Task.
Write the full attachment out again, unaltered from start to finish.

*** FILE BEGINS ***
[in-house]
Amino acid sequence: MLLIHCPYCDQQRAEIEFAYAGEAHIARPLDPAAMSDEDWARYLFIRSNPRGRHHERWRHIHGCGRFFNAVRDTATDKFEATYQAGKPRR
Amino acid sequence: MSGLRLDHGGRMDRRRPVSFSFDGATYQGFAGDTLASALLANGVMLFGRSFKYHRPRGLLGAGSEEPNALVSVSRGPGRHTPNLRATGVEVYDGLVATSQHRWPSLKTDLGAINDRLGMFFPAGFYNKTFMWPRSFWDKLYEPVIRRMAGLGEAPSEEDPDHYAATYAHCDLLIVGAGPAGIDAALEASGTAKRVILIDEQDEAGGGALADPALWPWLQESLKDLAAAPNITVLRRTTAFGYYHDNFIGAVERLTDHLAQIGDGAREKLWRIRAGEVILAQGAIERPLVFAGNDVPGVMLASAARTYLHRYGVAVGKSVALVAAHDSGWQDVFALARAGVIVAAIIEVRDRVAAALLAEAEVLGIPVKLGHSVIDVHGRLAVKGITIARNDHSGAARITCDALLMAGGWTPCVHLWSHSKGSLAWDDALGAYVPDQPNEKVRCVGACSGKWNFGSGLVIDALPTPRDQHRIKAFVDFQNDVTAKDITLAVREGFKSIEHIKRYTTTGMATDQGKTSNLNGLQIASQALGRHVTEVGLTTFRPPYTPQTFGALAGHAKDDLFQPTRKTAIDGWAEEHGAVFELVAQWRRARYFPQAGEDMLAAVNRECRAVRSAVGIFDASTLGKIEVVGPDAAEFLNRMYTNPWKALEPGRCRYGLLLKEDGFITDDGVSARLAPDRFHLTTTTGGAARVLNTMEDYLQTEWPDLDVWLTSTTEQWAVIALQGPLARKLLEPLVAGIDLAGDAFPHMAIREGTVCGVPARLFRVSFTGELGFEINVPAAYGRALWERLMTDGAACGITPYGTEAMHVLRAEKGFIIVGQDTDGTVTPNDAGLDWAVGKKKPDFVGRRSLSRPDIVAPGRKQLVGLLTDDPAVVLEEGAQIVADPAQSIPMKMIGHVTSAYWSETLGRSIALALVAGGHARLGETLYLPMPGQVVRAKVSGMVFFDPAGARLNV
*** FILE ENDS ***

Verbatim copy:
[in-house]
Amino acid sequence: MLLIHCPYCDQQRAEIEFAYAGEAHIARPLDPAAMSDEDWARYLFIRSNPRGRHHERWRHIHGCGRFFNAVRDTATDKFEATYQAGKPRR
Amino acid sequence: MSGLRLDHGGRMDRRRPVSFSFDGATYQGFAGDTLASALLANGVMLFGRSFKYHRPRGLLGAGSEEPNALVSVSRGPGRHTPNLRATGVEVYDGLVATSQHRWPSLKTDLGAINDRLGMFFPAGFYNKTFMWPRSFWDKLYEPVIRRMAGLGEAPSEEDPDHYAATYAHCDLLIVGAGPAGIDAALEASGTAKRVILIDEQDEAGGGALADPALWPWLQESLKDLAAAPNITVLRRTTAFGYYHDNFIGAVERLTDHLAQIGDGAREKLWRIRAGEVILAQGAIERPLVFAGNDVPGVMLASAARTYLHRYGVAVGKSVALVAAHDSGWQDVFALARAGVIVAAIIEVRDRVAAALLAEAEVLGIPVKLGHSVIDVHGRLAVKGITIARNDHSGAARITCDALLMAGGWTPCVHLWSHSKGSLAWDDALGAYVPDQPNEKVRCVGACSGKWNFGSGLVIDALPTPRDQHRIKAFVDFQNDVTAKDITLAVREGFKSIEHIKRYTTTGMATDQGKTSNLNGLQIASQALGRHVTEVGLTTFRPPYTPQTFGALAGHAKDDLFQPTRKTAIDGWAEEHGAVFELVAQWRRARYFPQAGEDMLAAVNRECRAVRSAVGIFDASTLGKIEVVGPDAAEFLNRMYTNPWKALEPGRCRYGLLLKEDGFITDDGVSARLAPDRFHLTTTTGGAARVLNTMEDYLQTEWPDLDVWLTSTTEQWAVIALQGPLARKLLEPLVAGIDLAGDAFPHMAIREGTVCGVPARLFRVSFTGELGFEINVPAAYGRALWERLMTDGAACGITPYGTEAMHVLRAEKGFIIVGQDTDGTVTPNDAGLDWAVGKKKPDFVGRRSLSRPDIVAPGRKQLVGLLTDDPAVVLEEGAQIVADPAQSIPMKMIGHVTSAYWSETLGRSIALALVAGGHARLGETLYLPMPGQVVRAKVSGMVFFDPAGARLNV